As May comes to a close, the sizzling heat is about to begin across the Front Range with the official beginning of meteorological summer on Wednesday. We take a look at trends in climatology and offer our predictions for the month of June in Boulder.
With the spring rainy season coming to a close, a vibrant shade of green covers the land. Contrasting that, the peaks just to the west are often still blanketed in deep snow. June sure is a beautiful time across the Front Range. Let’s take a look of some of June’s weather specifics and finish up with the outlook for next month.
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June is Boulder’s fifth wettest month of the year, recording on average just below two inches of precipitation. Typically the month begins on the dry side, with the last week or two going out wet as the summer monsoon starts to kick in.
Boulder’s wettest June on record had 7.40″ of precipitation in 1949, while the driest was 1924 where no rain fell at all.
Hopefully this is the last month we even have to mention snow until September! Though the city has received measurable snowfall as late as June 12th (1.0″ in 1947), snow on the Plains in June is extremely rare, having occurred only five times in the 120-year historical record for Boulder. Chances of snow are greater in the Foothills, but only slightly, and mostly only for the areas above 8,000 feet.
June is our third warmest month of the year, with an average daytime high of 82 degrees, increasing from 75 on June 1st, to 85 by June 30th. Quite the warm-up! Our hottest June temperature in the books occurred on June 4, 1954 at 104 degrees.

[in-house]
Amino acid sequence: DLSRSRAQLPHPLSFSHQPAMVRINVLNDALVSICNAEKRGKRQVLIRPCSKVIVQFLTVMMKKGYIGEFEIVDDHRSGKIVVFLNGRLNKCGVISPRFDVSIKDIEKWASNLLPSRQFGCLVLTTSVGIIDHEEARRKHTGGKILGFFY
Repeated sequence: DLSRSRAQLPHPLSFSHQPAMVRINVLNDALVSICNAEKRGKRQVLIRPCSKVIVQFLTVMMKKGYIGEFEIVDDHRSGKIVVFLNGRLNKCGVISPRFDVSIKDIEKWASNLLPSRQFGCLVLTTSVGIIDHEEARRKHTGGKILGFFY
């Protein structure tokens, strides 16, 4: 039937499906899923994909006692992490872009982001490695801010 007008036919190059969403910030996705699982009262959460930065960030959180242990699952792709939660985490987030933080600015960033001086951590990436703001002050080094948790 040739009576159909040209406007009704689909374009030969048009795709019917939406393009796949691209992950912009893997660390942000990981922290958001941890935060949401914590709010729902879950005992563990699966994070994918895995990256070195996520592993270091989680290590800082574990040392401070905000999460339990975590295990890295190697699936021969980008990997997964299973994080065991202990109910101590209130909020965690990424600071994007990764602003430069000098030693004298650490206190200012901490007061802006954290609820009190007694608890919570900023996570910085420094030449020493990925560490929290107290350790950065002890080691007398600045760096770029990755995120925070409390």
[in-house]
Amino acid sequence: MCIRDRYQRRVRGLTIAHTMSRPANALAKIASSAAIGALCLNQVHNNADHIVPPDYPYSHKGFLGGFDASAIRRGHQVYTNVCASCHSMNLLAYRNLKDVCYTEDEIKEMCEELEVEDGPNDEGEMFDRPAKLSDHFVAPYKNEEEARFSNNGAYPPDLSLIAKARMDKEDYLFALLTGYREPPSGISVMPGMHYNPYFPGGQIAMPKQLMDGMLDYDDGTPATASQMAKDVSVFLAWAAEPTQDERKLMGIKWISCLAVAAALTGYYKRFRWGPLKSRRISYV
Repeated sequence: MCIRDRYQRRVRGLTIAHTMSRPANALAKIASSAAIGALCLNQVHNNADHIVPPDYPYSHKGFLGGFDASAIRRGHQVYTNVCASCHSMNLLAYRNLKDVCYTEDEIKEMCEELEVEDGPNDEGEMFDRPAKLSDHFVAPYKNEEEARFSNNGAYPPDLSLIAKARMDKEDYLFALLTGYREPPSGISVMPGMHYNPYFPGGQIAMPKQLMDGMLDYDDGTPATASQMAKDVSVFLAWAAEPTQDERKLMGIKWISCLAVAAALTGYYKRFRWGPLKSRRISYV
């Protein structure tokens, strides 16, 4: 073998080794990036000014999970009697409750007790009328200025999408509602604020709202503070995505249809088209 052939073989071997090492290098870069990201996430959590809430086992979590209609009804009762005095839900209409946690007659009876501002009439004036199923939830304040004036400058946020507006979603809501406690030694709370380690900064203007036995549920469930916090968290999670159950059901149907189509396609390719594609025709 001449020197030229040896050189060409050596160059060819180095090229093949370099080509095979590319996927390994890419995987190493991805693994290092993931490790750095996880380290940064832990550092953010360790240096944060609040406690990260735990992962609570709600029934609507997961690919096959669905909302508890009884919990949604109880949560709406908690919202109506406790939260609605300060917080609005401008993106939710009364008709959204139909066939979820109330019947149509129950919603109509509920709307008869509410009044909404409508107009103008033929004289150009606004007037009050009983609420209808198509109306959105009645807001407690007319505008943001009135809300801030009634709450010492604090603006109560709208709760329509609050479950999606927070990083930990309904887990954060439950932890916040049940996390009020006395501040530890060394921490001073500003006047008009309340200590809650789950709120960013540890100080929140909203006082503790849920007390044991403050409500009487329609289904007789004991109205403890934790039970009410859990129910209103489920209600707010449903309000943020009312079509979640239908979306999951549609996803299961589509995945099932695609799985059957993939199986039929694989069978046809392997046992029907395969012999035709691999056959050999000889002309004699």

The warmest June on record was just four years ago in 2012. In the midst of a worrying drought, eastern Colorado was setting all kinds of heat records. After a very warm/dry winter and spring in 2012, the land was parched. Due to a lack of evaporative cooling, drought in our region contributed to intense heat later down the line. This is a prime example of how the atmosphere can feedback on itself. Take a look at how June of 2012 played out below.
June 2012 had three days above 100 degrees in Boulder, and seven days with temperatures in the upper 90’s! Denver tied its all-time record high temperature on June 25, 2016, soaring to 105 degrees. Not surprisingly, 2012 was a horrific season for wildfires across the state, including the Flagstaff Fire just west of Boulder, which was ignited by lightning on June 26, 2012.
June is Colorado’s most active month for severe weather, with the peak occurring near the middle of the month. We’re talking large hail, damaging winds, and even tornadoes.
In fact, last June a severe storm produced an EF3 tornado and tennis ball sized hail in northern Boulder County. Luckily no one was injured as the twister struck in the farmland north of Longmont. Tornadoes this close to the Front Range can be especially dangerous considering the high population density of the Denver Metro area.
If there is one time of year we all need to be extra aware of the weather around us, it is during the month of June! We’ll be sure to keep you updated if anything materializes for severe weather across our region.
Outlook for June 2016